Helping veterans cope with mental health issues
Bill Ferraro’s story is intensely individual. However, his inability to ask for help is terrifyingly familiar.
“I couldn’t even go out and deal with people,” Ferraro said. “I knew I was removed from everything, but it’s like I didn’t care. I didn’t care what I thought or what other people thought. I just wanted to be left alone.
In public, service members and veterans are adored and revered, often as one large abstract group. We rarely learn of their specific journeys, journeys to the limits of physical strength and emotional trauma. There is no easy way to group them all.
Sherman Gillum is a retired sailor and a senior leader of the National Alliance on Mental Illness.
He admits that a lot of loopholes open up when you put everything on one federal agency. From top to bottom, the VA provides general services to veterans seeking care.
“A lot of them just don’t look at what’s available to them. They just kind of go, go to the hospital, do their sessions in the hospital, and then they’re, you know, “let me get out of this place,” Gillum said.
Meanwhile, programs like Guitars for Vets are everywhere. These are products of non-profit organizations and individuals who try to give back to those who serve. Jim Carney leads the chapter in Richmond, Virginia.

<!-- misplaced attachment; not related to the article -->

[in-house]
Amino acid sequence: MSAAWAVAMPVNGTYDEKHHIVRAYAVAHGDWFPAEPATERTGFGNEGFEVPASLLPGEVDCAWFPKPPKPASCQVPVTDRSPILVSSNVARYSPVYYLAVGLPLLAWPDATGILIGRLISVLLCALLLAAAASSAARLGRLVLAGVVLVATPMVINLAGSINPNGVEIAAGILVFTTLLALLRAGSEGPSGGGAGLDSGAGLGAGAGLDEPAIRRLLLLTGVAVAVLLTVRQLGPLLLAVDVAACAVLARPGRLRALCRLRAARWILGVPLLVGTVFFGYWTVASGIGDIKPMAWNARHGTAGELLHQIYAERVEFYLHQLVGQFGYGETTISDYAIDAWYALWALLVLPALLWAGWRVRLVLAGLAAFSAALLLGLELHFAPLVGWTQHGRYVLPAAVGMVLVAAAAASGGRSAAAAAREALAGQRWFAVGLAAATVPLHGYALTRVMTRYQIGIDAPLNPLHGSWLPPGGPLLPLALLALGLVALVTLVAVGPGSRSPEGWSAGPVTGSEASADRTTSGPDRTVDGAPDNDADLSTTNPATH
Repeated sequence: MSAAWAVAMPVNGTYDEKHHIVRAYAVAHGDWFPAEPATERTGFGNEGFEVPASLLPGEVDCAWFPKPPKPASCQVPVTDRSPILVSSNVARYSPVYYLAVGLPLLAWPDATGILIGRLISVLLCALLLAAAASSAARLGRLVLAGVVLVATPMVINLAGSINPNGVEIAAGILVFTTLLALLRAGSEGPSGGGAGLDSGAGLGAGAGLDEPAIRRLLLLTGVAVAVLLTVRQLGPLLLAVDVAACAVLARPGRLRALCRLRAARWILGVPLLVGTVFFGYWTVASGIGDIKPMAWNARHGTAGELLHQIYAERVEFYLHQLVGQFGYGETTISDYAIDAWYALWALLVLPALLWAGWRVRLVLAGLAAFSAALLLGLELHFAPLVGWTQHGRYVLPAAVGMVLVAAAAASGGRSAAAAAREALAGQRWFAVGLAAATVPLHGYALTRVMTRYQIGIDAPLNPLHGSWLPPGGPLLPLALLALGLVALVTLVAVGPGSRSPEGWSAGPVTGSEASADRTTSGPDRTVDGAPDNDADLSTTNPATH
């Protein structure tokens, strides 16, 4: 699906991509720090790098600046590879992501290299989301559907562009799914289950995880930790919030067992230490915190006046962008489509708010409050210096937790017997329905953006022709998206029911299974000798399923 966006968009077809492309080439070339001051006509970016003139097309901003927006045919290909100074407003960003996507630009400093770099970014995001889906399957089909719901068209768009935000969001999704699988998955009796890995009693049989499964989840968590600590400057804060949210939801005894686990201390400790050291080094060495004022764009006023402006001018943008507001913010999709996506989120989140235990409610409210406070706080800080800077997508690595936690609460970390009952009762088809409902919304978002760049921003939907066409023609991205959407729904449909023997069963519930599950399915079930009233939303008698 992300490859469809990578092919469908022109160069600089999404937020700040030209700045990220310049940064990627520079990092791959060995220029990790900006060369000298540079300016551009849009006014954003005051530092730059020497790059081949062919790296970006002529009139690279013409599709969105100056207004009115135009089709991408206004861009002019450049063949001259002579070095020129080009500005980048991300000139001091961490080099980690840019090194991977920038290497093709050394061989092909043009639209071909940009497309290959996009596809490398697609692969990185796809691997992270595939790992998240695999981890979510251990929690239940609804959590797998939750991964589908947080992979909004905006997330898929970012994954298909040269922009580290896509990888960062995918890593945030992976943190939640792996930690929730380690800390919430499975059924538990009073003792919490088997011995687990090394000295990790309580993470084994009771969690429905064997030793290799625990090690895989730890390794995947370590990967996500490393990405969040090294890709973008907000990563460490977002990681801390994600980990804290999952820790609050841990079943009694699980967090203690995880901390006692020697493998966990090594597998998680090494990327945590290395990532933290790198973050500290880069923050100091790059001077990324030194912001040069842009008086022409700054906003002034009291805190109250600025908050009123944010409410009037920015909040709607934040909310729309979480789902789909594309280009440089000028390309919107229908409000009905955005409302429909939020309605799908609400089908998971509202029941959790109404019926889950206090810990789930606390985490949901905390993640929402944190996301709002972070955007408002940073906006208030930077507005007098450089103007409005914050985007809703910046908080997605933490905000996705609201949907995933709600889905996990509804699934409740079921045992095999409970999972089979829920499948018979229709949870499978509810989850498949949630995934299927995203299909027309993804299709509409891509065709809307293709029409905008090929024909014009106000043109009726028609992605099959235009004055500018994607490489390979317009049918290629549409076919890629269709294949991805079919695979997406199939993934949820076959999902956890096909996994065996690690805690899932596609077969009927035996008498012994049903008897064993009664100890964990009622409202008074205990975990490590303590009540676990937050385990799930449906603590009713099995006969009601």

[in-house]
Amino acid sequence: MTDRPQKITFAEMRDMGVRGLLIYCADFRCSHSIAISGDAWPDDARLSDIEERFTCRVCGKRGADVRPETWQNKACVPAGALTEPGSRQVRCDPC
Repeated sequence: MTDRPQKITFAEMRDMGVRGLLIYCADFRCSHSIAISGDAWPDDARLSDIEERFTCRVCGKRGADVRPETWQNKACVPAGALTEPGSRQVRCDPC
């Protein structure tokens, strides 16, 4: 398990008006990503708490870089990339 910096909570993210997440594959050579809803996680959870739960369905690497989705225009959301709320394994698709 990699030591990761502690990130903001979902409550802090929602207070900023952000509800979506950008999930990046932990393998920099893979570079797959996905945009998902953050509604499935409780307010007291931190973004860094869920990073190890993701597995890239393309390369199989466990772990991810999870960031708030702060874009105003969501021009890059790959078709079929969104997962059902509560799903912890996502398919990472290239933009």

“They see us not only as someone who will teach them how to play guitar, but also as someone they can talk to and open up to and feel safe with,” Carney said.
After ten years of closure, Ferraro sought help and began taking medication for his depression. He was assigned a therapy dog named Venmo and became more comfortable in public again. Then he found the guitar.
“When we play, it’s like I’m releasing all my emotions. And that just frees me,” Ferraro said.
Johnny Jones served in the Marines. The guitar, for him, relieves the physical pain of 15 years ago when he broke his back. He says for an hour, he has peace.
Today, Ferraro can sit in his session and learn an instrument and know he still feels the pain and burden of his service. He knows his story and his life will never be easy. But he also knows the importance of going all the way.
According to Veterans Affairs Secretary Denis McDonough, in February 2021, the pandemic resulted in 19.7 million appointments being cancelled, delayed or moved. A year into the pandemic, the backlog of compensation and pension claims has nearly tripled to 212,000. More than 10,300 veterans and 131 Veterans Affairs staff have lost their lives as a result direct from the pandemic.